Howard's defense relied upon a couple of expert witnesses giving other theories to explain the condition of Olive's uterus and cervix other than efforts to abort a living fetus. The jury convicted him of the abortion but found him not guilty of Olive's resulting death from the abortion.

On the Way Home

On January 29, 1883, a Chicago widow named Adeline Savroch died in a carriage on the way home from having a criminal abortion performed by midwife Bertha Twachaus, who was held without bail for murder in Adeline's death. A saloon keeper named Julius Grosse, and his housekeeper, Celia Arlep, were held as accessories.

To Save Her Life?

Rose Lipner, age 32, mother of 2, died at Riverdale Hospital on January 29, 1936. Rose was buried the next day at Mount Judah Cemetery in Cypress Hills, New York. After the funeral, several people, including an anonymous caller, notified police and the District Attorney's office that the death was suspicious, and Rose was exhumed for an autopsy. The medical examiner determined that Rose had died from an abortion.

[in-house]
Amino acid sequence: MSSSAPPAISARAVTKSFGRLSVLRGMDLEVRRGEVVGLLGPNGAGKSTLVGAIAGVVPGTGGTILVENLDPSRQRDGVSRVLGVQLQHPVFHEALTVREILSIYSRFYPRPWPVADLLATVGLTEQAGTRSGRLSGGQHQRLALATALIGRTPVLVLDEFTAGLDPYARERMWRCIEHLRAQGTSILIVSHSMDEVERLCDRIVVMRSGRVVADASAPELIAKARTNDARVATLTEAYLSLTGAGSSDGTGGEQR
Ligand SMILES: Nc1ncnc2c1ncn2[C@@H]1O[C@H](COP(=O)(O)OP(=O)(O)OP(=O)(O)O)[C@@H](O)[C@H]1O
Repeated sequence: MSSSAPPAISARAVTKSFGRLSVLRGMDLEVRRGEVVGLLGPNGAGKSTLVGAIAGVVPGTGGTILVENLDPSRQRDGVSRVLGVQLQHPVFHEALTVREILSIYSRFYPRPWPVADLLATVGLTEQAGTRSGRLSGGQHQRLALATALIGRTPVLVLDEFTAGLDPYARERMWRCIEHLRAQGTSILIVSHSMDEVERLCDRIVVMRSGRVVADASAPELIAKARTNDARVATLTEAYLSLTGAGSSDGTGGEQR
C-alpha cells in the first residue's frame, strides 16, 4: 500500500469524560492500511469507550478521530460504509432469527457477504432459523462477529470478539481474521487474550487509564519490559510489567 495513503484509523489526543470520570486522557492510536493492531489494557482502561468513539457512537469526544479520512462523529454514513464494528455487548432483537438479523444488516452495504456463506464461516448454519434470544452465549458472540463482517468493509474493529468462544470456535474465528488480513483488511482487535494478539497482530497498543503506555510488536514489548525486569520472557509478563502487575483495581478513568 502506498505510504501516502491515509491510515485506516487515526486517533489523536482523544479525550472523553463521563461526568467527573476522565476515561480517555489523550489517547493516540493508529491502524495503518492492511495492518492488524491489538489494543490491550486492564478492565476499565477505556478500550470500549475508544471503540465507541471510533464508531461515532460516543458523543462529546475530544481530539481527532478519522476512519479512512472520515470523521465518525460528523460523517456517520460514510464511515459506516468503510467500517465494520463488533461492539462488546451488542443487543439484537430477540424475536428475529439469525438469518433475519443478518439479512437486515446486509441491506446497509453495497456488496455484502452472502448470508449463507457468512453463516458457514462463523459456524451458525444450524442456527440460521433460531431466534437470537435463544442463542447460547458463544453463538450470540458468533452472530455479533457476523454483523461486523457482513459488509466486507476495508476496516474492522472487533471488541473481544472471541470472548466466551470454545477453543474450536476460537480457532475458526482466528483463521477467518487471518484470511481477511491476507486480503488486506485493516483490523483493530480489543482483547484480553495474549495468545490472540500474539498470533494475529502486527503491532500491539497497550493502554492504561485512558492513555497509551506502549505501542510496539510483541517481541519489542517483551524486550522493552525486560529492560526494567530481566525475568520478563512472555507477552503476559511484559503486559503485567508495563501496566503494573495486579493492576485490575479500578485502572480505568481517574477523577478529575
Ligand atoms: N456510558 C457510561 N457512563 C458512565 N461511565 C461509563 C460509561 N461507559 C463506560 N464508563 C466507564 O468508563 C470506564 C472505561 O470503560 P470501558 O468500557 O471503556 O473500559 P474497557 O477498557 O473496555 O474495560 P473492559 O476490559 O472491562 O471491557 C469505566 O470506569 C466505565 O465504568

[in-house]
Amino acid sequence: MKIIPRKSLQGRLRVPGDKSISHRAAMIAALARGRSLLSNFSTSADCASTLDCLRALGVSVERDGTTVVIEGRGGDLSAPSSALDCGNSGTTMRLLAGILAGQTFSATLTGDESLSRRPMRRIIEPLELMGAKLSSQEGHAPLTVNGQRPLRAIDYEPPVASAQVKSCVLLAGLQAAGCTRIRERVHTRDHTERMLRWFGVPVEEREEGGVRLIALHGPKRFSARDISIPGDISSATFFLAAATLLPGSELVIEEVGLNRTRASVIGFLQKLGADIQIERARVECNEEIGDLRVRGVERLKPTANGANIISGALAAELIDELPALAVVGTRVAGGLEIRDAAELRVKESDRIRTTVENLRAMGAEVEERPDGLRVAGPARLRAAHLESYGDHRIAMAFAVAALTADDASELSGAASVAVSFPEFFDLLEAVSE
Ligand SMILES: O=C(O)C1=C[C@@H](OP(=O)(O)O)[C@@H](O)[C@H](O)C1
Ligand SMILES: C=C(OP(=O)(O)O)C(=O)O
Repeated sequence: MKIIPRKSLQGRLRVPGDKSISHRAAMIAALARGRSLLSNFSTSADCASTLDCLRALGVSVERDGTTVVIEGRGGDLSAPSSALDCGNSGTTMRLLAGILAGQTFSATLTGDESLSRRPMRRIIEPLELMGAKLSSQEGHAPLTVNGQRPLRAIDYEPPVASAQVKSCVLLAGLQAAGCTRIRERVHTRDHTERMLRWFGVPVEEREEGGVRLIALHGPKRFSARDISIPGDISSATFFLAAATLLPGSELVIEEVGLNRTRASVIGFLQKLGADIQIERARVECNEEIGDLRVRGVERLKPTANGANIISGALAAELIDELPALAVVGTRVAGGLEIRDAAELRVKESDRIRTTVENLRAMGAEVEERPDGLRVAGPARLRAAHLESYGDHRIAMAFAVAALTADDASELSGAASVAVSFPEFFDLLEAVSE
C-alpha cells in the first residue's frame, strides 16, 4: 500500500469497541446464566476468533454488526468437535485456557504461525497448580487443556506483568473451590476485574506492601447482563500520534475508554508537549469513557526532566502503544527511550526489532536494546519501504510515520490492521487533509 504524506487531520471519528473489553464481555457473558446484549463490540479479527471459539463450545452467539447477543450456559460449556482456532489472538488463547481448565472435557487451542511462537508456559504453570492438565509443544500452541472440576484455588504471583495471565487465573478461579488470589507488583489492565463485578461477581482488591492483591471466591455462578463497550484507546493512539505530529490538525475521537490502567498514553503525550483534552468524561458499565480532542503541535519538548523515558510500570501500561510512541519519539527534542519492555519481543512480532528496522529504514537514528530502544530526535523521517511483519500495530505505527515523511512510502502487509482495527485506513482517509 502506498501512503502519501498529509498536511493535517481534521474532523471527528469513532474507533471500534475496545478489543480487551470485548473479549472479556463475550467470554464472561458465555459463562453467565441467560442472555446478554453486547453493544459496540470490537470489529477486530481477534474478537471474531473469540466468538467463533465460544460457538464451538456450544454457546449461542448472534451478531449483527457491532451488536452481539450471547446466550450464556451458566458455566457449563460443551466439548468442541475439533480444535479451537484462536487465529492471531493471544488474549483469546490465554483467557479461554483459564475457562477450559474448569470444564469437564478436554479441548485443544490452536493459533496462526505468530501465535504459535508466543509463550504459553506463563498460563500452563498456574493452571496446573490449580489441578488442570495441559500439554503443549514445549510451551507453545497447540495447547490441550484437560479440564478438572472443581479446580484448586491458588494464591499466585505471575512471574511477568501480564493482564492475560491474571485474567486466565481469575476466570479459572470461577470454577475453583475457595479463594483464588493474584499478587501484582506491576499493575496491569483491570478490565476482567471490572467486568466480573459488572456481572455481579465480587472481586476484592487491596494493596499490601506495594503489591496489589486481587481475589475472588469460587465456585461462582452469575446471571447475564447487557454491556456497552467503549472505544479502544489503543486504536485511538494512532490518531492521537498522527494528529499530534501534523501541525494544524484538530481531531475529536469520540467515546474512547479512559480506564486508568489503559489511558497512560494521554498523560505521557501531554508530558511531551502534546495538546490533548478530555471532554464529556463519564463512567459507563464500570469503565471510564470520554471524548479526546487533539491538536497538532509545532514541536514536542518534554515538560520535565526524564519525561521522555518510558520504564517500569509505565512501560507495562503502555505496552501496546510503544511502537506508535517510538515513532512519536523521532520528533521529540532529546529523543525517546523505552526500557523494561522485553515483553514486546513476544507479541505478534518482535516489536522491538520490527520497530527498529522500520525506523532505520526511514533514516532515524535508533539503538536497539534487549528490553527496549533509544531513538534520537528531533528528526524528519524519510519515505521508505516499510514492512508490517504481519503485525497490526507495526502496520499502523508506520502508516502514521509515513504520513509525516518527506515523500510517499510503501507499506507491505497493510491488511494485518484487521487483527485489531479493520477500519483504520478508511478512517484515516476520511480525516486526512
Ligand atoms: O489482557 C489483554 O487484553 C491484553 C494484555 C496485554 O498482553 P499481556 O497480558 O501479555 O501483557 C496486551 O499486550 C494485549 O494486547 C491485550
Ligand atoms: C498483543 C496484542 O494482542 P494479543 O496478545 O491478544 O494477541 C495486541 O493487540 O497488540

Dr. Maxwell C. Katz, who owned and lived at Riverdale (maternity) Hospital, which he operated, signed a death certificate indicating that Rose had been operated on there for a tumor. Katz was arraigned for second-degree manslaughter. During his trial, his defense brought forth a large number of character witnesses testifying to Katz's 25 years as a physician and his good reputation. Katz did admit to performing an abortion on Rose, but said that it was in an attempt to save her life. The defense was successful, and he was acquitted.

Thursday, January 28, 2016

Typical and Atypical Abortion Deaths Around the Country

Early 20th Century Chicago

Chicago at this time was a hospitable environment for illegal abortionists, and women readily availed themselves of the many physicians and midwives who took up the trade. Two examples from this date, one year apart, were found in online records.

On January 28, 1911, 18-year-old homemaker Lillie Hirst died in Chicago from septicemia caused by an abortion that had been perpetrated less than a week prior. Dr. Aldrich and Mrs. Treshelling were held by the Coroner's Jury and indicted, but the case never went to trial.